four northern provinces, at the southern boundary
of which their progress was stayed by the bravery
of a tribe called the Promancians. The Peru-
vians, however remained masters of the four
provinces, up to the period of 7.535, when it was
first visited by the Spaniards, who invaded it
from Peru with a force of 970 Europeans and

15,000 Peruvians, under the .ommand of Alma-
gro, the companion of Pizt-rro. Two-thirds of
the number of this expedition perished with fa-
tigue on the march, the remainder, however, suc-
ceeded in reaching the northern province of
Chile, and the Spaniards were received by the
inhabitants with cordiality and respect; but the
perfidy and baseness of Almagro indulged in the
wanton massacre of some of the chief men of the
country, and thereby raised the indignation of the
whole population against him : and having in a
general engagement with the Promancians, sus-
tained a oomplete defeat, and dissatisfaction pre-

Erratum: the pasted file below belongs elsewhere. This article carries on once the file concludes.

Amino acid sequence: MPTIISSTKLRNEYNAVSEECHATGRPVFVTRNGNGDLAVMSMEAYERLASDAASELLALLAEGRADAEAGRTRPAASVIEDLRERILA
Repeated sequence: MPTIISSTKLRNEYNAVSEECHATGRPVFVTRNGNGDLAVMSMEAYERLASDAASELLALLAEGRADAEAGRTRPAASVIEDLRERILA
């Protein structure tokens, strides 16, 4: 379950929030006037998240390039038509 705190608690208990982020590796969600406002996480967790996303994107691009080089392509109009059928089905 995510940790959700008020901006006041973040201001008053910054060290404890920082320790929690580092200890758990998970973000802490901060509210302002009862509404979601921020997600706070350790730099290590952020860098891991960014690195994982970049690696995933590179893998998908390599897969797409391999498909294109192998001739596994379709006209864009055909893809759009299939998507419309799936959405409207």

vailing among 1 's troops, he returned to Peru in
1538. In 1540 nowever, Pizarro dispatched an-
other expeditim, under the command of' Val-
divia, who, after much resistance, succeeded in
extending ’
f arms as far as Mapocho, and from
that peri* the Spaniards maintained possession
of the co/ ntry, though not without repeated con-
flicts with the natives, and occasional reverse of
fortune. Such has been the bravery of the Arau-
cans, a tribe of Indians, occupying the southern
part of the territory, from the lat. of 37. to 42. S.
that up to the present time they have never been
subdued. The last conflict in which they were
engaged with the Spaniards was in 1773, in which
great slaughter ensued, without a decided triumph
to either party. From that period, however, tran
quillity has generally prevailed, the Araucans
having since then had a resident at Santiago,
more in the character of representative of an in-
dependent nation, than a conquered or dependent

In 1742, Don Josef Manto, the then Spanish
governor, under whose administration peace and
order generally prevailed, founded several new
towns, and divided the country the 22 fol
lowing provinces, commencing at the north, viz

1. Copiapo

4. Cuscos

5. Pectorca

6. Quillota

2. Huasco

3. Coquimbo